In addition to personal achievements, it is always a pleasure to meet with other experts in the field, as well as to learn and discuss the scientific and technical advances in European aquaculture.
Fish Welfare Course: a wrap-up
The 2nd edition of the Fish Welfare Course took place on February 1st to 4th and was organised by FishEthoGroup and CCMAR. This online edition allowed the attendance of over 80 participants from 28 different countries, covering all continents. Additionally, five participants received a Fair-Fish Fellowship that covered their registration fees. The high daily participation, despite the differences in time zones among the attendees, ensured interesting discussions between participants and speakers after each talk.
The speakers covered sentience, pain, mental welfare, stress, physiology, applied biology and welfare, operational welfare tools and indicators, and welfare certifications and policy. To conclude, we had a stimulating round-table with an engaging participation from the attending students, professionals, and experts.
Overall, the course was a great success, allowing the attendees to learn from and interact with renowned international experts. We aim to repeat this thrilling experience in future editions!Maria Cabrera-Alvarez
Our team is growing!
The FishEthoGroup welcomes 4 new collaborators, from left: Caroline Marques Maia, Ana Rita Oliveira, Adrián V. Montalt, and Cynthia Kazi
Caroline Marques Maia:
Born in 1987, Caroline is a biologist specialised in animal behavior and welfare. She did a MSc and a PhD in Zoology at Unesp University (Brazil) and Pennsylvania State University (USA). She is now graduating also as a scientific journalist and mantains a blog about animal behaviour and welfare. Living in Brazil, she works as an independent researcher and is interested in fish preference and motivation to access environmental resources and how to use this to improve their welfare under restricted conditions.
Caroline is part of the team behind FishEthoBase since November 2020, being responsible for creating and updating fish profiles.
Ana Rita Oliveira
Ana Rita is a marine biologist with a speciality in Food Technology and Aquaculture. She did a MSc in Food Consumption Sciences by Aberta University (Porto, Portugal). Ana Rita worked at CCMAR (Faro, Portugal) on two Investigation Projects focusing on the nutrition, reproduction and genetics of cuttlefish.
She has recently become part of the FishEthoGroup team as a PhD student, working on the positive impact of environmental enrichments on aquaculture fishes’ life quality.
Adrián V. Montalt
Adrián is a biologist interested in marine resources, having completed a MSc in Aquaculture at University of Valencia (Spain). In the Cavanilles Institute of Biodiversity and Evolutionary Biology, he studied the life strategy of several fish parasites as well as the physiological impact in their host.
Adrián is passionate about conservation, pathology, and animal welfare. He joined FishEthoGroup in January 2021, collaborating as a postgraduate researcher in the study of the nexus between environmental enrichment and aquaculture fish behaviour.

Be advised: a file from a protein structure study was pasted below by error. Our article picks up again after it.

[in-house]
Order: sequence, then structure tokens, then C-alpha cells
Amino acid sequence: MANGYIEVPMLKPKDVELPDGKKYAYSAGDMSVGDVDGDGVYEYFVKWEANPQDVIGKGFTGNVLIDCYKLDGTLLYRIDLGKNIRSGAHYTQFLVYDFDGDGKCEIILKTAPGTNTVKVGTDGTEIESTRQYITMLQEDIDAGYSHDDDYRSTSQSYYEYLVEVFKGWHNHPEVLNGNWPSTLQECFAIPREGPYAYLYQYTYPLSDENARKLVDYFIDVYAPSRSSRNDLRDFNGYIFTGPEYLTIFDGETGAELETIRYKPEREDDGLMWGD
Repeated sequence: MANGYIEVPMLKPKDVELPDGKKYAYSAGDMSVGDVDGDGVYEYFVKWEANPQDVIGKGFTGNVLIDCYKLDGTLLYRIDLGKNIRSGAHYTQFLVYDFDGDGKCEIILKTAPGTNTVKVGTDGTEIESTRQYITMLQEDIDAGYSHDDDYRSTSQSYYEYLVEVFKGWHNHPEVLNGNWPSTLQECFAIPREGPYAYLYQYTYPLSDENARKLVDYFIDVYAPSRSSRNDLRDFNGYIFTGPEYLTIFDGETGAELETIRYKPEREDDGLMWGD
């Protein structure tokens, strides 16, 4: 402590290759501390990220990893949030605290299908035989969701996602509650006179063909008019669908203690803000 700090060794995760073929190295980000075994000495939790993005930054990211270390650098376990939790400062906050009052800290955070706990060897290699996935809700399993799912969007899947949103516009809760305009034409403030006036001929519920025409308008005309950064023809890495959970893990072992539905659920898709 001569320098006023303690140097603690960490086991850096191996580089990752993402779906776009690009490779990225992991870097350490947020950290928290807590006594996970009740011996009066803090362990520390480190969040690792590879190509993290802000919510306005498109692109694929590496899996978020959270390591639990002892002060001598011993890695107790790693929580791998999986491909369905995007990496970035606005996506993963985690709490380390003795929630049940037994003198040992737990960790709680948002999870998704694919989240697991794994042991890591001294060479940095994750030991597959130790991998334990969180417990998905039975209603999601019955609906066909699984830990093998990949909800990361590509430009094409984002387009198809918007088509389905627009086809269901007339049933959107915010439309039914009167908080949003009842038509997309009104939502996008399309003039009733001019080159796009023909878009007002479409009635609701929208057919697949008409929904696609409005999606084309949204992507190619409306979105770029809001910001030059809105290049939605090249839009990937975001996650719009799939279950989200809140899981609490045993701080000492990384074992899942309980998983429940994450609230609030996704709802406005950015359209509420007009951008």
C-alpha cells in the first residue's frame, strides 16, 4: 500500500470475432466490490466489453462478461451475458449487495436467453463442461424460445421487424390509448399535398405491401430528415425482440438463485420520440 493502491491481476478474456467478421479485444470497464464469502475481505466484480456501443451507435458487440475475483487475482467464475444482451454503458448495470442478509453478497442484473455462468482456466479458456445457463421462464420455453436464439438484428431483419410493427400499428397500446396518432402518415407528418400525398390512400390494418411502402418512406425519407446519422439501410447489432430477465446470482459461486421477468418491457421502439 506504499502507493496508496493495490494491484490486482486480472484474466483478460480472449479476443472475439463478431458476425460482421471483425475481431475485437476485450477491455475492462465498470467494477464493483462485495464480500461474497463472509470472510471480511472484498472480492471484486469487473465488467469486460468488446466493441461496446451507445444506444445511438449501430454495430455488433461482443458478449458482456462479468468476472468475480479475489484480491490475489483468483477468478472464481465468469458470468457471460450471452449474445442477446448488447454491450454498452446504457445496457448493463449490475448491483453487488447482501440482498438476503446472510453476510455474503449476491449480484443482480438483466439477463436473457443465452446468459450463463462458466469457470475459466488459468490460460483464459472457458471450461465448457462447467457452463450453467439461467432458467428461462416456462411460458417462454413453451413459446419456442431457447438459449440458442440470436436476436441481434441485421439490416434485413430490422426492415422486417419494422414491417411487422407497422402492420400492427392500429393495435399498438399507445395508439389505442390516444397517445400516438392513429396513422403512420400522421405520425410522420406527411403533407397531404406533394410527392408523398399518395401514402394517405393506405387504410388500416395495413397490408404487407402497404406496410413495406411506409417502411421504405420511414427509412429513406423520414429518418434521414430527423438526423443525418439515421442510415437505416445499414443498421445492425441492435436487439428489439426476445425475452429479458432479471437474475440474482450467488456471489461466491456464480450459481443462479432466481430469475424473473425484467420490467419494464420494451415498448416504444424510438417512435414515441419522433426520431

Born and raised in Ivory Coast, Cynthia lived in Chemnitz (Germany) where she has dedicated herself to social and cultural projects while studying English, Sociology, and Psychology.
After moving to Portugal in 2011, she has worked as an administrative assistant in the legal field, while continuing to volunteer for non-profit organizations internationally. Living in different countries raised her awareness of environmental issues, for which she has developed a deep interest.
Cynthia joined FishEthoGroup as an administrative officer in February 2021.
Is feeding fishes with insects the better way?
Insect-based (fish) feed sounds similar to the weird dream of “ecologically" replacing fuel by woodchips for heating or soy and corn in car traffic—what about the trees and the forests? One could maybe discuss sincerely about replacing meat and fish dishes by insects directly, but still, it's industrially farming and killing animals, and even in billions and billions of individuals (far more individuals than the 500 millions of wild fishes caught per year and reduced to fish meal and oil to feed farmed fishes)—while there is growing evidence of personality in invertebrates, calling for attention for their welfare.
Heavy food for thought, presented and well documented by Lewis Bollard, Farm Animal Welfare Program Officer at Open Philanthropy.
Billo Heinzpeter Studer
Photo: Larvae of the black soldier fly (Dennis Kress / Wikimedia)
So far the news from fair-fish international and the FishEthoGroup for today. Should you have any idea, question or remark, please do not hesitate to contact us. Next time we will certainly tell you about a new research and consulting project on the reduction of animal suffering in fisheries which we are peparing as a consortium together with other institutions. The approach is similar to what we have succeded for fish welfare in aquaculture. Let you be surprised!
Enjoy summertime, hopefully with decreasing case numbers and less stringent restrictions.
The team of fair-fish international and the FishEthoGroup